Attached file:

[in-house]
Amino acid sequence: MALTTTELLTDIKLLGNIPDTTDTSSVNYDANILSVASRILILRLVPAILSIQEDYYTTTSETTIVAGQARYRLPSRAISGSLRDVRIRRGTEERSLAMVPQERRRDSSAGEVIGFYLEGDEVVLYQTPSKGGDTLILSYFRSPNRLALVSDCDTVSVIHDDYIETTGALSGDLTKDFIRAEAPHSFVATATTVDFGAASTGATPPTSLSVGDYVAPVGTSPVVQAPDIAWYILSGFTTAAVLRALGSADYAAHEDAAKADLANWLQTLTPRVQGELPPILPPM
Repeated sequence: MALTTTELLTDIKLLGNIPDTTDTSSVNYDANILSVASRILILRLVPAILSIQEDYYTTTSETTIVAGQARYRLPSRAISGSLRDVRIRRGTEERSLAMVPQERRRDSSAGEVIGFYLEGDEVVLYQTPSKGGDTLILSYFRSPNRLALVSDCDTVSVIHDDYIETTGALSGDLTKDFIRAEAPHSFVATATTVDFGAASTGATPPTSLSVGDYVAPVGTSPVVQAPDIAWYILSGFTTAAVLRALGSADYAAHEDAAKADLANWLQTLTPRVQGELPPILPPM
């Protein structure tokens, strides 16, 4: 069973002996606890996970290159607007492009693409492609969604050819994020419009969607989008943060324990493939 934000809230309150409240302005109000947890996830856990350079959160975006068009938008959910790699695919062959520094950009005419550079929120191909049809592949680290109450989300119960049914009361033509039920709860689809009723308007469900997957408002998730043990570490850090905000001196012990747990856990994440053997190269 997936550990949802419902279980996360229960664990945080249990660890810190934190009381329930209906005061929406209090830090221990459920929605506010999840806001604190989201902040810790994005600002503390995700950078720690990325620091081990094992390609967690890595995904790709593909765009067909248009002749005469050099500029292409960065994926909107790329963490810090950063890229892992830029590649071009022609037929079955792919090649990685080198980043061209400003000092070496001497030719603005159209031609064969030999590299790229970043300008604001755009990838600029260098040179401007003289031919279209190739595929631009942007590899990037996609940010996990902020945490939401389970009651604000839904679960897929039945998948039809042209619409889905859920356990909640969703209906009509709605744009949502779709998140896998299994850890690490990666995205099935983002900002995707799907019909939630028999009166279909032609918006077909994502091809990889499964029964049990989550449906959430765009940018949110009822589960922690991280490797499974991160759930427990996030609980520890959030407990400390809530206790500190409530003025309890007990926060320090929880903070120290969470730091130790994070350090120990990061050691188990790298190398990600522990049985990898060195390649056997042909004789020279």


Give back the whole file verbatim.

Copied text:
[in-house]
Amino acid sequence: MALTTTELLTDIKLLGNIPDTTDTSSVNYDANILSVASRILILRLVPAILSIQEDYYTTTSETTIVAGQARYRLPSRAISGSLRDVRIRRGTEERSLAMVPQERRRDSSAGEVIGFYLEGDEVVLYQTPSKGGDTLILSYFRSPNRLALVSDCDTVSVIHDDYIETTGALSGDLTKDFIRAEAPHSFVATATTVDFGAASTGATPPTSLSVGDYVAPVGTSPVVQAPDIAWYILSGFTTAAVLRALGSADYAAHEDAAKADLANWLQTLTPRVQGELPPILPPM
Repeated sequence: MALTTTELLTDIKLLGNIPDTTDTSSVNYDANILSVASRILILRLVPAILSIQEDYYTTTSETTIVAGQARYRLPSRAISGSLRDVRIRRGTEERSLAMVPQERRRDSSAGEVIGFYLEGDEVVLYQTPSKGGDTLILSYFRSPNRLALVSDCDTVSVIHDDYIETTGALSGDLTKDFIRAEAPHSFVATATTVDFGAASTGATPPTSLSVGDYVAPVGTSPVVQAPDIAWYILSGFTTAAVLRALGSADYAAHEDAAKADLANWLQTLTPRVQGELPPILPPM
């Protein structure tokens, strides 16, 4: 069973002996606890996970290159607007492009693409492609969604050819994020419009969607989008943060324990493939 934000809230309150409240302005109000947890996830856990350079959160975006068009938008959910790699695919062959520094950009005419550079929120191909049809592949680290109450989300119960049914009361033509039920709860689809009723308007469900997957408002998730043990570490850090905000001196012990747990856990994440053997190269 997936550990949802419902279980996360229960664990945080249990660890810190934190009381329930209906005061929406209090830090221990459920929605506010999840806001604190989201902040810790994005600002503390995700950078720690990325620091081990094992390609967690890595995904790709593909765009067909248009002749005469050099500029292409960065994926909107790329963490810090950063890229892992830029590649071009022609037929079955792919090649990685080198980043061209400003000092070496001497030719603005159209031609064969030999590299790229970043300008604001755009990838600029260098040179401007003289031919279209190739595929631009942007590899990037996609940010996990902020945490939401389970009651604000839904679960897929039945998948039809042209619409889905859920356990909640969703209906009509709605744009949502779709998140896998299994850890690490990666995205099935983002900002995707799907019909939630028999009166279909032609918006077909994502091809990889499964029964049990989550449906959430765009940018949110009822589960922690991280490797499974991160759930427990996030609980520890959030407990400390809530206790500190409530003025309890007990926060320090929880903070120290969470730091130790994070350090120990990061050691188990790298190398990600522990049985990898060195390649056997042909004789020279």